Pyramids of Giza (Al-Jīzah, Egypt)
Pyramids of Giza are the three 4th dynasty (c. 2575 – c. 2465 BCE) pyramids erected on the rocky plateau of the west bank of the Nile River near Al-Jīzah (Giza) in Egypt (formerly known as Kemet or Kmt). The designations of the pyramids — Khufu, Khafre, and Menkaure —correspond to the kings for whom they were built.
The northernmost and oldest pyramid of the group was built for Khufu, the second king of the 4th dynasty. Called the Great Pyramid, it is the largest of the three, with the length of each side at the base averaging 755.75 feet (230 meters) and its original height towering 481.4 feet (147 meters). Perhaps the most colossal single building ever erected on the planet, its sides rise at an angle of 51°52′ and are accurately oriented to the four cardinal points of the compass. Approximately 2.3 million blocks of stone were cut, transported and assembled to create the 5.75-million-ton structure, which is widely seen as a masterpiece of technical skill and engineering ability.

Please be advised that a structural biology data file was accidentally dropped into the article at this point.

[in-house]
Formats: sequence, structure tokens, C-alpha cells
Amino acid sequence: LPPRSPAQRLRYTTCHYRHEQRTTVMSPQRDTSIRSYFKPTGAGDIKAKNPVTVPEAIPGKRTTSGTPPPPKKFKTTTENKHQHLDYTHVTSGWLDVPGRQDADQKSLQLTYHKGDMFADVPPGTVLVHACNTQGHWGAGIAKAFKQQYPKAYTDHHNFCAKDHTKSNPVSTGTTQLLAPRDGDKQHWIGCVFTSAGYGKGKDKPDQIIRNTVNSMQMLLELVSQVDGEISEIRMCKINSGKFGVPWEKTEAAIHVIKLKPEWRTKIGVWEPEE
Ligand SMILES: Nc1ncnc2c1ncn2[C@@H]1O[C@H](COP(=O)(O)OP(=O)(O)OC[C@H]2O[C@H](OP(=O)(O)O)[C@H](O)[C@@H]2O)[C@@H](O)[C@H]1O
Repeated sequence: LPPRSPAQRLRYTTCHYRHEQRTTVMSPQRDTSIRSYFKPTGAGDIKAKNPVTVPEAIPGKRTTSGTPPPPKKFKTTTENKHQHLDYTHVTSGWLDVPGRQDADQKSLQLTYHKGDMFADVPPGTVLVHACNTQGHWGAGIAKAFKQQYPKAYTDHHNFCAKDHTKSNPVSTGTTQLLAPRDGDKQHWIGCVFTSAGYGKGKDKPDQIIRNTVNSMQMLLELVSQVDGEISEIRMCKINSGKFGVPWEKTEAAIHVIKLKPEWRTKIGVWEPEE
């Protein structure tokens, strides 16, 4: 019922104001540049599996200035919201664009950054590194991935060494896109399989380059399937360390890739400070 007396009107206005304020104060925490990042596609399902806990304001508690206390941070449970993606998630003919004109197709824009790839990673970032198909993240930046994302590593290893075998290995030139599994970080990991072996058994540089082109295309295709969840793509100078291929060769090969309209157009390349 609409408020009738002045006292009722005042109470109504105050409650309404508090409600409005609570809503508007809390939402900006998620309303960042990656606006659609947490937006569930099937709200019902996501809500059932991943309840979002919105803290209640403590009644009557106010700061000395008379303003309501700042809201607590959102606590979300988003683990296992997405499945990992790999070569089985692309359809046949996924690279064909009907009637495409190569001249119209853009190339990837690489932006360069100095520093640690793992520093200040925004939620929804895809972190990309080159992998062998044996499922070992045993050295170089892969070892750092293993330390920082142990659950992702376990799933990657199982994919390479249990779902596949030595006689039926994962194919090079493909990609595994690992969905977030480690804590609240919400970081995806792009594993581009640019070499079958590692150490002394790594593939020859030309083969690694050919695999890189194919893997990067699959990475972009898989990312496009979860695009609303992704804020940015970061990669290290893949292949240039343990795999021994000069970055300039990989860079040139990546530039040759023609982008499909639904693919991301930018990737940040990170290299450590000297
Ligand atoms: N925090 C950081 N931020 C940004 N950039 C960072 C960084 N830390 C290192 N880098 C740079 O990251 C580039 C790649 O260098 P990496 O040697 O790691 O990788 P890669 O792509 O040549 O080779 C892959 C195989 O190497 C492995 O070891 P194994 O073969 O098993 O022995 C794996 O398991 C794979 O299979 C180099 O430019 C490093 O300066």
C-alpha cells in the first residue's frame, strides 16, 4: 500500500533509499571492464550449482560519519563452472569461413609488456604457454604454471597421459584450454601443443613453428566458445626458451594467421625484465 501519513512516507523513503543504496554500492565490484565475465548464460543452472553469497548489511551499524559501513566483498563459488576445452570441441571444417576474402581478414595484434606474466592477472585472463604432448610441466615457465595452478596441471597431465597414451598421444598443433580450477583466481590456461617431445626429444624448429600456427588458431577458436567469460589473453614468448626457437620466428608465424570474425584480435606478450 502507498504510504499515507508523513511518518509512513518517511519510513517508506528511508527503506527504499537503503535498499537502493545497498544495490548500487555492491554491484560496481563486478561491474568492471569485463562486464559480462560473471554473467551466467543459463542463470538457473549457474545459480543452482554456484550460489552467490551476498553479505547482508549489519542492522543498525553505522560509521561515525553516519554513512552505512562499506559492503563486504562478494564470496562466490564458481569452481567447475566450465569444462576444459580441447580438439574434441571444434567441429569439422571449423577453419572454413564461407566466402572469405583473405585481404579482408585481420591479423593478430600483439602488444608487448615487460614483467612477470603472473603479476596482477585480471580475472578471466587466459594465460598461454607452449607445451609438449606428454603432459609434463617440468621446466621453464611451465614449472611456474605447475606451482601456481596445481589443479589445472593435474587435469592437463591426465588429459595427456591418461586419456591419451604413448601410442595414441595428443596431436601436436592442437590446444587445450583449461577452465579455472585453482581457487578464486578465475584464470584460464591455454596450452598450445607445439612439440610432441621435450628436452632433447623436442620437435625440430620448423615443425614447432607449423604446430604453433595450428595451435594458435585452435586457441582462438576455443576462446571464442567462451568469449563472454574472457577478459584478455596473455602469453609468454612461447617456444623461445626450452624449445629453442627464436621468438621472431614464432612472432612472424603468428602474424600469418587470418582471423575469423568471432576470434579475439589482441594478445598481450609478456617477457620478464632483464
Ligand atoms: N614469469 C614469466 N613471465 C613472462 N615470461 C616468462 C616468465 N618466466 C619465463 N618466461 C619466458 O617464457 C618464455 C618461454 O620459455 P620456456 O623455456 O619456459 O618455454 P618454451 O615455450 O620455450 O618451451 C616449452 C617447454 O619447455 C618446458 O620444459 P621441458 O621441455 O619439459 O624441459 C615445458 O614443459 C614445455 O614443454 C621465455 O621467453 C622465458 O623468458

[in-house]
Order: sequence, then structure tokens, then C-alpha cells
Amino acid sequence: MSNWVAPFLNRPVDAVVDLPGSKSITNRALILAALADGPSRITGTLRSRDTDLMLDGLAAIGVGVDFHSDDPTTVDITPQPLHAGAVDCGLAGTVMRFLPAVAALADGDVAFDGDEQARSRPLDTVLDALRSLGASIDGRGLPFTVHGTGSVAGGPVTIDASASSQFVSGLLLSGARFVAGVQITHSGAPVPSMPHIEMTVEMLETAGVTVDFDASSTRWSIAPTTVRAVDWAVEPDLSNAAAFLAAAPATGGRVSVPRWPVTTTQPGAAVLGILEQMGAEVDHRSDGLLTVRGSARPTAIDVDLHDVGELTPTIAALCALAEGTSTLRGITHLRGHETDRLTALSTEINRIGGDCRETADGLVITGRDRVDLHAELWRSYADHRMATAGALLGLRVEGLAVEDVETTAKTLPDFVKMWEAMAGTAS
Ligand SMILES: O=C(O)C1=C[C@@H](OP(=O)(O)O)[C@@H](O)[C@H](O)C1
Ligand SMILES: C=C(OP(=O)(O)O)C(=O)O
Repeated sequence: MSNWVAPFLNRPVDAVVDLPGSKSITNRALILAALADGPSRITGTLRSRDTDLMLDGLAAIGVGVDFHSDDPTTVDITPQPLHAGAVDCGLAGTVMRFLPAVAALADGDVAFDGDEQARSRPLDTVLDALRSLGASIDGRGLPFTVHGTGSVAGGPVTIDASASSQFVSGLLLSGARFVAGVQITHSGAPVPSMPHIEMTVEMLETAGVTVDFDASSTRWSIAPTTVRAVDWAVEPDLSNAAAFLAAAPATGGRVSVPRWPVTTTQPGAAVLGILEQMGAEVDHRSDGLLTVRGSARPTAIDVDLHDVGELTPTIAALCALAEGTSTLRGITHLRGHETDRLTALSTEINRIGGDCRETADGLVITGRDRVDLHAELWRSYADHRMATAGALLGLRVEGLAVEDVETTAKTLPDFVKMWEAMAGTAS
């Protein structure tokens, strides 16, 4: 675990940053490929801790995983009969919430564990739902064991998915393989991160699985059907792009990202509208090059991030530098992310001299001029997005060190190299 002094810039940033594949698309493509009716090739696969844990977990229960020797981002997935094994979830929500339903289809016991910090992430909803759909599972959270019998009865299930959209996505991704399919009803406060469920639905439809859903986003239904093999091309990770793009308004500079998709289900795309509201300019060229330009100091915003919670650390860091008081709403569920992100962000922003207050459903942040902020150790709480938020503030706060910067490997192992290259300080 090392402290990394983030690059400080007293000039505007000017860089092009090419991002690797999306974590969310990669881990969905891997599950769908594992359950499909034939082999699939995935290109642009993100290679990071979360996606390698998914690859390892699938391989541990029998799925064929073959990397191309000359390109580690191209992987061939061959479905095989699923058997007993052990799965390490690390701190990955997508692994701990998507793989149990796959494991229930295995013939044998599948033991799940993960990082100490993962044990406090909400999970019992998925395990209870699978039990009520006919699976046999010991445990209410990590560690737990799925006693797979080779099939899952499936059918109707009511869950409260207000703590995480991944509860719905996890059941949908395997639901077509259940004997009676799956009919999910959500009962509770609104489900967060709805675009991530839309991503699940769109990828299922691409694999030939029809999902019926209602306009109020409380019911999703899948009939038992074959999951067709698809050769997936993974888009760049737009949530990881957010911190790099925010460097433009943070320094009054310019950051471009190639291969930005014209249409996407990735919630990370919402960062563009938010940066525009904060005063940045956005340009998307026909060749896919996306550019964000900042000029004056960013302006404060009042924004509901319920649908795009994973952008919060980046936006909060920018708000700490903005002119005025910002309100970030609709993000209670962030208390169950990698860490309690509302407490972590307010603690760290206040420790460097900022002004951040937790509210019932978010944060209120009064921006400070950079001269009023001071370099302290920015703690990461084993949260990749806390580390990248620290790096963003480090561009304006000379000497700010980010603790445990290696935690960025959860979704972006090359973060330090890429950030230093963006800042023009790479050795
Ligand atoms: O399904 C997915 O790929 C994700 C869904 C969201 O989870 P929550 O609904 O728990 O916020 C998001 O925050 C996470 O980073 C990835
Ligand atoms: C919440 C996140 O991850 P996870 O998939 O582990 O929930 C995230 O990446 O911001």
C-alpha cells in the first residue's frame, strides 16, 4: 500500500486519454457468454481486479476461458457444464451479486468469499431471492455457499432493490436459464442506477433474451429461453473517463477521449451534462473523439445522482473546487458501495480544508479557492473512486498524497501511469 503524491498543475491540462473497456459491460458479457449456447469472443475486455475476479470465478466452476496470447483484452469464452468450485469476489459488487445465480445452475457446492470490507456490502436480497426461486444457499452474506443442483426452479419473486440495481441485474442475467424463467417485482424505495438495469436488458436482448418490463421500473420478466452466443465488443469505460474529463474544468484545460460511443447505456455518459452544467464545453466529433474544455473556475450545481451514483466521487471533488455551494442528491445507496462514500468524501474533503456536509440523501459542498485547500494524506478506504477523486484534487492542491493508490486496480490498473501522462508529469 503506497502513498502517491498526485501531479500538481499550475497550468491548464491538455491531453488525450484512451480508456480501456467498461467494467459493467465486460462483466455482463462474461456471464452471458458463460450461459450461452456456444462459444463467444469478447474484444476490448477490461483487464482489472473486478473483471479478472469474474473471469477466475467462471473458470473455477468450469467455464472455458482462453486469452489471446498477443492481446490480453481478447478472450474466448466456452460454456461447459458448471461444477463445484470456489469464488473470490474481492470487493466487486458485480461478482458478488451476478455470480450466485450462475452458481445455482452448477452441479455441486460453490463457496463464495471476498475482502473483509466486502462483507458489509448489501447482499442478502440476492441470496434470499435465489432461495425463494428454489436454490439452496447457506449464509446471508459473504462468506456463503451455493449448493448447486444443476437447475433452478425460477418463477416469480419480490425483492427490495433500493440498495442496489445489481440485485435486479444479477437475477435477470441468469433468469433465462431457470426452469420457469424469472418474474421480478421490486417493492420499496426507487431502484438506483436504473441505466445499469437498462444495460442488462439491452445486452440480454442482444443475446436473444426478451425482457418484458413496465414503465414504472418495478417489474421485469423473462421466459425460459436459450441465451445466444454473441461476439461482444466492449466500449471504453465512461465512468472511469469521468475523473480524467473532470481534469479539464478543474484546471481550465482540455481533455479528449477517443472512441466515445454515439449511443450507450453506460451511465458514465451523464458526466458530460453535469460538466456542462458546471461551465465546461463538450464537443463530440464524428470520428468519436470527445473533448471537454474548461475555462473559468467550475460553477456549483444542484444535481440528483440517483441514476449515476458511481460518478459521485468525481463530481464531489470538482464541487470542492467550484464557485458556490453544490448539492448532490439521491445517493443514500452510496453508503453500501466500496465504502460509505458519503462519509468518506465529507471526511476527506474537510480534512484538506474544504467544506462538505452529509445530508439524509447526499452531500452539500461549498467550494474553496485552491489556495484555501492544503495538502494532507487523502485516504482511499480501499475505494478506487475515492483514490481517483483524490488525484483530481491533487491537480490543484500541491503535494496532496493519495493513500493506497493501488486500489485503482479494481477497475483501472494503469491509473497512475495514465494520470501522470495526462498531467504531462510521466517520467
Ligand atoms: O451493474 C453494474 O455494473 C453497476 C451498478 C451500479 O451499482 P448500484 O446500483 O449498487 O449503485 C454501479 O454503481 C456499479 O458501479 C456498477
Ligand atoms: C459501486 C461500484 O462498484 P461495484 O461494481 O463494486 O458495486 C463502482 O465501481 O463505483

Nubian pyramids (Northern Sudan)
The Nubian pyramids were built from the fourth century B.C. to third century A.D. Nubia, which was known as Kush and is modern-day Sudan, rivaled its neighbor Egypt in wealth and power, and both empires mutually influenced each other. Nubia has 223 pyramids, doubling the number in Egypt. Prior to the Kushites building their pyramids, there had been no pyramid construction in Egypt and the Nile Valley for more than 500 years.
Built to house the bodies of kings and queens, the underground graves of the Nubian pyramids were richly decorated. They were all eventually plundered, most infamously by Italian explorer Giuseppe Ferlini (1800-1870) who smashed the tops from 40 pyramids in a quest for treasure in the 1820s.